We know what will make us happy

It is almost impossible for scientists to predict how happy something will make you. The things that we expect to make us happy, like gifts, sex, food, or friendships, routinely defy quantification. One day, a slice of pizza will make us much happier than good sex, but the next day it will hardly register.

The takeaway from this is that we truly don’t know what will make us happy, so keeping to a strict routine isn’t exactly beneficial. Try some new things! You might be surprised by what you find.

Navistock / Shutterstock.com
Navistock / Shutterstock.com

Alcohol kills brain cells

Alcohol doesn’t actually kill brain cells on a permanent basis. What happens when we’re drunk is that our neurotransmitters are inhibited, but this wears off as soon as we sober up.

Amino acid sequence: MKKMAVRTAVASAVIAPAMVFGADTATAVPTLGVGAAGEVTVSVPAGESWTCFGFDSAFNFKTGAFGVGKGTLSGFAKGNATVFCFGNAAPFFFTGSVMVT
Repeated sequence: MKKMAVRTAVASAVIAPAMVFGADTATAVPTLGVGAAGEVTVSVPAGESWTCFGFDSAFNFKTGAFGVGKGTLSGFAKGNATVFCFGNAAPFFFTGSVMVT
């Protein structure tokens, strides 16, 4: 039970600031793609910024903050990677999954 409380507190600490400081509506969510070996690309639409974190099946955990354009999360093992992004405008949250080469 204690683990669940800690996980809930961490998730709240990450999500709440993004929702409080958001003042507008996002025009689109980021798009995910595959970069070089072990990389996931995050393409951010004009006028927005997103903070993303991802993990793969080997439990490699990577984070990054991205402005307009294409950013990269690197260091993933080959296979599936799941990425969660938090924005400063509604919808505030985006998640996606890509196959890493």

The only neural side effect of alcohol abuse is a condition called Wernicke-Korsakoff syndrome, which is also known as Wet Brain. Symptoms of this syndrome include confusion, loss of motor control, loss of memory, and hallucinations, but it generally only develops in people with who are serious alcohol abusers.

Stone36 / Shutterstock.com
Stone36 / Shutterstock.com

We use one side of our brain more than the other

A recent study found that the idea that a person can be left brain or right brain dominant is only a myth. In fact, humans use all parts of their brain equally, regardless of what skills they excel in.

The idea that attributes like analysis, creativity, or logic originate in one side of the brain is a clear misunderstanding of 1981 Nobel Laureate Roger Sperry’s research on epilepsy. He discovered that certain areas of the brain were involved in different functions like writing, and talking, but never meant for pop psychologists to infer that different attributes went along with these divisions.

Who is Danny / Shutterstock.com
Who is Danny / Shutterstock.com

We only have five senses